If you think your home has high levels of lead, the Environmental Protection Agency advises taking the following steps:

Make sure your children eat healthy, low-fat foods high in iron, calcium and vitamin C.

Get your children tested for lead, even if they seem healthy.

Get your home tested for lead if it was built before 1978. Call 1-800-424-LEAD for more information.

Always wash your hands before eating.

Wash children’s hands, bottles, pacifiers and toys.

Do not use imported pottery to store or serve food.

Let tap water run for one minute before using.

Use only cold water for making your baby’s formula, drinking and cooking.

Regularly clean floors, windowsills and other surfaces using wet methods that control dust.

Wipe or remove shoes before entering your house.

If you rent, it is your landlord’s job to keep paint in good shape. Report peeling or chipping paint to your landlord and call your health department if the paint is not repaired safely.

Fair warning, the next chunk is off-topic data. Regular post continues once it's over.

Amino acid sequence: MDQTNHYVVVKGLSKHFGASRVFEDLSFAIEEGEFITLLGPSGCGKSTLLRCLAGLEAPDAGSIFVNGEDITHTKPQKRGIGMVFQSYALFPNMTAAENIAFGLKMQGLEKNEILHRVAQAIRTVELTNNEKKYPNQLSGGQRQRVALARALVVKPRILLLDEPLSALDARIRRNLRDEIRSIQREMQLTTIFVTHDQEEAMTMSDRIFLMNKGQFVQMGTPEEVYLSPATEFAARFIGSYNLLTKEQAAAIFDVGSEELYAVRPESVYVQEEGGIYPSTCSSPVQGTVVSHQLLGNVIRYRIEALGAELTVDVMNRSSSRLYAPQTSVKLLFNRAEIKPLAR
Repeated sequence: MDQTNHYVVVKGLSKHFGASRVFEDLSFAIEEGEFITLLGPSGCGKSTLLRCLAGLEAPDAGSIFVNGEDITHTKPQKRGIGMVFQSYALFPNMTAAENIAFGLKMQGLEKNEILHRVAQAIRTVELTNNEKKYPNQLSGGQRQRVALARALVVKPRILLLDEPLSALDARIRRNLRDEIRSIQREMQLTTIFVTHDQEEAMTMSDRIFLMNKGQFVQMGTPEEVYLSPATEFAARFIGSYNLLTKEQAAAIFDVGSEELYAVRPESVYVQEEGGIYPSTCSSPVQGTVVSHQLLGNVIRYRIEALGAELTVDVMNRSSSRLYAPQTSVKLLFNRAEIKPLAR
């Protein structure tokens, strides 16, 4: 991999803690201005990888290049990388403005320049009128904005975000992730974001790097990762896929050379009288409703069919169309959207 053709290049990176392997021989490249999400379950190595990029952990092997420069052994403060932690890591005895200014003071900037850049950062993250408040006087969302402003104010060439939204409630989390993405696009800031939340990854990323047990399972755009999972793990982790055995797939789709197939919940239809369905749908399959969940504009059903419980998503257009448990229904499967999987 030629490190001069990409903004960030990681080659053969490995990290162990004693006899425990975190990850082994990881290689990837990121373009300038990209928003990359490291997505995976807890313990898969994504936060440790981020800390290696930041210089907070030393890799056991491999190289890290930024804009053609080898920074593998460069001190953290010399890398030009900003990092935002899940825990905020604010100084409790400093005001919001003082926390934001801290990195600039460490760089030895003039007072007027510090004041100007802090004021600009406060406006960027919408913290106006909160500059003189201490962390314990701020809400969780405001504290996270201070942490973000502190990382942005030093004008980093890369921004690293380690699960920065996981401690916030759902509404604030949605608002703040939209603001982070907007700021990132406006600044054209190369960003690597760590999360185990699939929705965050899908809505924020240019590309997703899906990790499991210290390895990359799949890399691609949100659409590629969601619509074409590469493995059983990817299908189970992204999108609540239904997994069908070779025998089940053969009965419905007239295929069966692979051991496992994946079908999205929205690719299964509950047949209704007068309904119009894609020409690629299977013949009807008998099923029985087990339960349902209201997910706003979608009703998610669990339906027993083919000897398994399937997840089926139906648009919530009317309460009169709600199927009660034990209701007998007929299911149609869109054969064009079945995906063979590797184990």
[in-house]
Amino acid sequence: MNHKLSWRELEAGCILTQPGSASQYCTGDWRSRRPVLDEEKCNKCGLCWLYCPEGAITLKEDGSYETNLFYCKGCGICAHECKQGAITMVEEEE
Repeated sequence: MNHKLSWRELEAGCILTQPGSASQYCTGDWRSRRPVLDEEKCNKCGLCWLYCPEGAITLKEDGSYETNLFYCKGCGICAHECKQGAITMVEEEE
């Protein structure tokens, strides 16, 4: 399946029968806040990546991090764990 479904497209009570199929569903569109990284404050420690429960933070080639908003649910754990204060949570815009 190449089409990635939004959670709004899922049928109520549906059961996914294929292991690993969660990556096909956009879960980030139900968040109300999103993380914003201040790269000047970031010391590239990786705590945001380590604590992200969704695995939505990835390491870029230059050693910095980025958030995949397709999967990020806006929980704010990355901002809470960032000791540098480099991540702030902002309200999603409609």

Take precautions to avoid exposure to lead dust when remodeling or renovating.

Don’t try to remove paint yourself!

For additional information on protecting yourself and your family from lead exposure, contact or go to:

The National Lead Information Center: 1-800-424-LEAD [424-5323)
U.S. Environmental Protection Agency (EPA) Safe Drinking Water Hotline: 1-800-426-4791
EPA Lead Program: www.epa.gov/lead
U.S. Centers for Disease Control and Prevention (CDC): www.cdc.gov/nceh/lead
U.S. Department of Housing and Urban Development (HUD): www.hud.gov/offices/lead

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WI Guest Author

This correspondent is a guest contributor to The Washington Informer.

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